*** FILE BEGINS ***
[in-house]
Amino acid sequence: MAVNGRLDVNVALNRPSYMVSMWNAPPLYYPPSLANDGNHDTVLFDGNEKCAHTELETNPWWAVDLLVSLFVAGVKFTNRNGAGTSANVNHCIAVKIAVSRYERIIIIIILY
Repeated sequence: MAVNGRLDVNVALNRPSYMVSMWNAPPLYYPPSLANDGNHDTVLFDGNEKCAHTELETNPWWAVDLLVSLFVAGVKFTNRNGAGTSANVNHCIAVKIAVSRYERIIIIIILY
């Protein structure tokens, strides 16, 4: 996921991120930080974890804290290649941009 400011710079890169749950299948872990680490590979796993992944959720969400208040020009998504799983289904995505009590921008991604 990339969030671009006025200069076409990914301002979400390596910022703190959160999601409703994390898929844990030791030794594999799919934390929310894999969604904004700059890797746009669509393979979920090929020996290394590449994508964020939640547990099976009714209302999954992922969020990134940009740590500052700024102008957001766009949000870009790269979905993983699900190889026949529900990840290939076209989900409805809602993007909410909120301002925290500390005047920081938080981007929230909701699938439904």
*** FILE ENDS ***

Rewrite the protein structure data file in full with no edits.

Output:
[in-house]
Amino acid sequence: MAVNGRLDVNVALNRPSYMVSMWNAPPLYYPPSLANDGNHDTVLFDGNEKCAHTELETNPWWAVDLLVSLFVAGVKFTNRNGAGTSANVNHCIAVKIAVSRYERIIIIIILY
Repeated sequence: MAVNGRLDVNVALNRPSYMVSMWNAPPLYYPPSLANDGNHDTVLFDGNEKCAHTELETNPWWAVDLLVSLFVAGVKFTNRNGAGTSANVNHCIAVKIAVSRYERIIIIIILY
């Protein structure tokens, strides 16, 4: 996921991120930080974890804290290649941009 400011710079890169749950299948872990680490590979796993992944959720969400208040020009998504799983289904995505009590921008991604 990339969030671009006025200069076409990914301002979400390596910022703190959160999601409703994390898929844990030791030794594999799919934390929310894999969604904004700059890797746009669509393979979920090929020996290394590449994508964020939640547990099976009714209302999954992922969020990134940009740590500052700024102008957001766009949000870009790269979905993983699900190889026949529900990840290939076209989900409805809602993007909410909120301002925290500390005047920081938080981007929230909701699938439904």